3. That visceral connection was precisely what hooked me on reading at a very early age. And I still remember, more than 60 years later, many of those stories, and I can still get that ‘connected’ feeling thinking about them even now.

    We talk about theme, and there are various takes on the importance of it, how to develop it, and how to avoid ‘preaching’. But I take theme to be that connection to core values that define the best parts of our natures. If, as writers, we don’t address something higher and better, then too often we only address average and lower. That’s a disservice to readers, and, as you’ve discussed, perhaps to our obligation to humanity.

    • I remember the same experience, Stephen. As a kid I was drawn to pirate stories, knights, Robin Hood, Zorro. Maybe I should have gone into fencing.

  4. Another terrific blog, Jim. But I have a question for you. You wrote, “Even if our genre is a commercial one, we ought to consider the power of the wiring in our brains . . .”
    Shouldn’t that be “Because our genre is a commercial one . . .” Commercial means readers part with their hard-earned money to read us, which gives us special powers of influence.

    • You have a great point coming at it from the other side, Elaine. What I had in mind was someone who thinks of just dashing off a genre plot and thinking that’s enough. It’s like when Samuel Goldwyn tossed a script aside and said, “This has too much plot and not enough story!”

  5. Talk about synchronicity….
    I got an amazing email from a reader the other day, quite long and passionate. He talked about how he “met” my character Louis when picked up an old back list book when he was in 12th grade because he liked the color of the cover. (ha!) But he went on to read them all and said they “played a pivotal role in my life over the last 15 years.” He had a friend who discovered he had a daughter (as does Louis), became involved with a woman who had left an abusive relationship and he stepped in to become a “father” to her daughter and how this is changing him. Now the young man is about to go into law enforcement. He wrote to me: “When I look back at that moment in my life, I realized that part of me wanted to grow and become a man over night, that I wanted to be more than what I was.” He said he related deeply to my character’s experience in that regard.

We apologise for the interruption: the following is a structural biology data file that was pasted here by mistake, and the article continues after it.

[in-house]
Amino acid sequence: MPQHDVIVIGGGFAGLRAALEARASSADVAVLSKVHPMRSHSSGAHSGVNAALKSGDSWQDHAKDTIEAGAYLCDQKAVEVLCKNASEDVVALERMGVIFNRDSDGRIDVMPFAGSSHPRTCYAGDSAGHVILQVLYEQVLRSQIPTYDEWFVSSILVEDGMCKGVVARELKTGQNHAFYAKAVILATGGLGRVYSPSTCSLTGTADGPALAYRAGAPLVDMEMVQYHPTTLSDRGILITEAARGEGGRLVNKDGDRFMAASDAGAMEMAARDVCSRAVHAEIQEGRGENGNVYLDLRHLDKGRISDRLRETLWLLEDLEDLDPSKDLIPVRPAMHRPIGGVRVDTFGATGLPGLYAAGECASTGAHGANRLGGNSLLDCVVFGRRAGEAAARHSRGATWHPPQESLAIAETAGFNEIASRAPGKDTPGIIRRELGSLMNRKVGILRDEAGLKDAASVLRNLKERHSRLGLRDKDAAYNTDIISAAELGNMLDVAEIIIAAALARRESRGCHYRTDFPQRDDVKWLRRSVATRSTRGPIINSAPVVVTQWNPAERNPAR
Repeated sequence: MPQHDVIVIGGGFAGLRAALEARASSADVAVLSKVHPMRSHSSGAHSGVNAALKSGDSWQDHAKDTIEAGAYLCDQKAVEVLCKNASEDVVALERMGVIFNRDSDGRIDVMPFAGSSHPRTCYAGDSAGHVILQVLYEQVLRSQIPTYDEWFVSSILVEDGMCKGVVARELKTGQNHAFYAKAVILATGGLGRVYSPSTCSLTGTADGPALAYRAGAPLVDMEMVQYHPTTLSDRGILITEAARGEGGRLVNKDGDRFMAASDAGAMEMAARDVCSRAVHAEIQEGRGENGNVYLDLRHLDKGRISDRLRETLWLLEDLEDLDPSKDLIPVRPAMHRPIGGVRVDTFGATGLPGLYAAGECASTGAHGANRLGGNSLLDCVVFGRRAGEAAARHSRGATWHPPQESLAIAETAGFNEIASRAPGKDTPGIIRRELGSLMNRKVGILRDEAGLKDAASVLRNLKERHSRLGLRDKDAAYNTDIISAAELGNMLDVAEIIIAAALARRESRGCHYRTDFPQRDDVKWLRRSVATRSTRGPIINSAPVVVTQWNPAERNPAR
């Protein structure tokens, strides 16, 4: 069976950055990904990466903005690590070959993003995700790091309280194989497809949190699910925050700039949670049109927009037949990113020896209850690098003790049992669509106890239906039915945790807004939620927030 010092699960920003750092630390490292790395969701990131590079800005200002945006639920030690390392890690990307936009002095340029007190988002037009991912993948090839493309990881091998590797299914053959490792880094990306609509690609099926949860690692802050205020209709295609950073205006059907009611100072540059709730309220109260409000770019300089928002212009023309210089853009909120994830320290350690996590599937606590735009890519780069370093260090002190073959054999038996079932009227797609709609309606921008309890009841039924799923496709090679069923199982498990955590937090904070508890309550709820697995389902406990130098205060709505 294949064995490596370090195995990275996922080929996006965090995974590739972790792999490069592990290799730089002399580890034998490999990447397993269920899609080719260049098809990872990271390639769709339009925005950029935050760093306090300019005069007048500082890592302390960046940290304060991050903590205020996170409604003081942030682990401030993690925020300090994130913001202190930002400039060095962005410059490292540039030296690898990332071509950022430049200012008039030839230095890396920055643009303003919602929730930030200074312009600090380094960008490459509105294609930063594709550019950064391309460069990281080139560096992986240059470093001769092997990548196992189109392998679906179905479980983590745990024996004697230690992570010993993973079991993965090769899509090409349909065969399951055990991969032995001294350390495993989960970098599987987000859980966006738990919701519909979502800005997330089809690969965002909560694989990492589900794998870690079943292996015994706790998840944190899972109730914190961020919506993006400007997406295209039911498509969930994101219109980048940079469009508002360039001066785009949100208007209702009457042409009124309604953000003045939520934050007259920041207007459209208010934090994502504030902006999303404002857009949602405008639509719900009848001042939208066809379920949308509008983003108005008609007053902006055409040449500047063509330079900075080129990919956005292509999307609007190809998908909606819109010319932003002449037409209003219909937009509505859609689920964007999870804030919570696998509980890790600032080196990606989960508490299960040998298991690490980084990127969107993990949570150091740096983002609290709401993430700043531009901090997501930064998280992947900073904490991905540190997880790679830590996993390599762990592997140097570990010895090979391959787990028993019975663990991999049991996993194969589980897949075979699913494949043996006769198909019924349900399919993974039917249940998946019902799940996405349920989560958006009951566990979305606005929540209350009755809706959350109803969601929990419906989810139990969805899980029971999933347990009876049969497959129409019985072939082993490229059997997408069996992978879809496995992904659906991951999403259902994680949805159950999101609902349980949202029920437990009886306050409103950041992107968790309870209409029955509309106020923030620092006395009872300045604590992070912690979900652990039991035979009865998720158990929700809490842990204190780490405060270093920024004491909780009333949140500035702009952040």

You don’t know, when you sit down and write, if you ever will really connect with anyone out there. You have to just want to tell your stories, whatever they are. But when you get a letter like this, well…I can’t even say how much it means.

    I don’t know if I consciously try to “connect” as you say. I don’t think I do. But I do know theat I always have, in the back of my head, a driving need to get to the emotional core behind the story. It is always always about the character.

    • Wow, that is powerful, Kris. We love what we do, but when a reader writes something like that it makes that love deeper.

      And your last paragraph is the key. We don’t need to think about connection if we get to that “emotional core,” because that’s what gets us there.

  6. I very much enjoy all the guest posts you write for various blogs as well as your books, James. This latest one goes beyond craft and into the heart of why we read and why some of us are crazy enough to write. Please know that your work has a positive impact on many developing writers like me.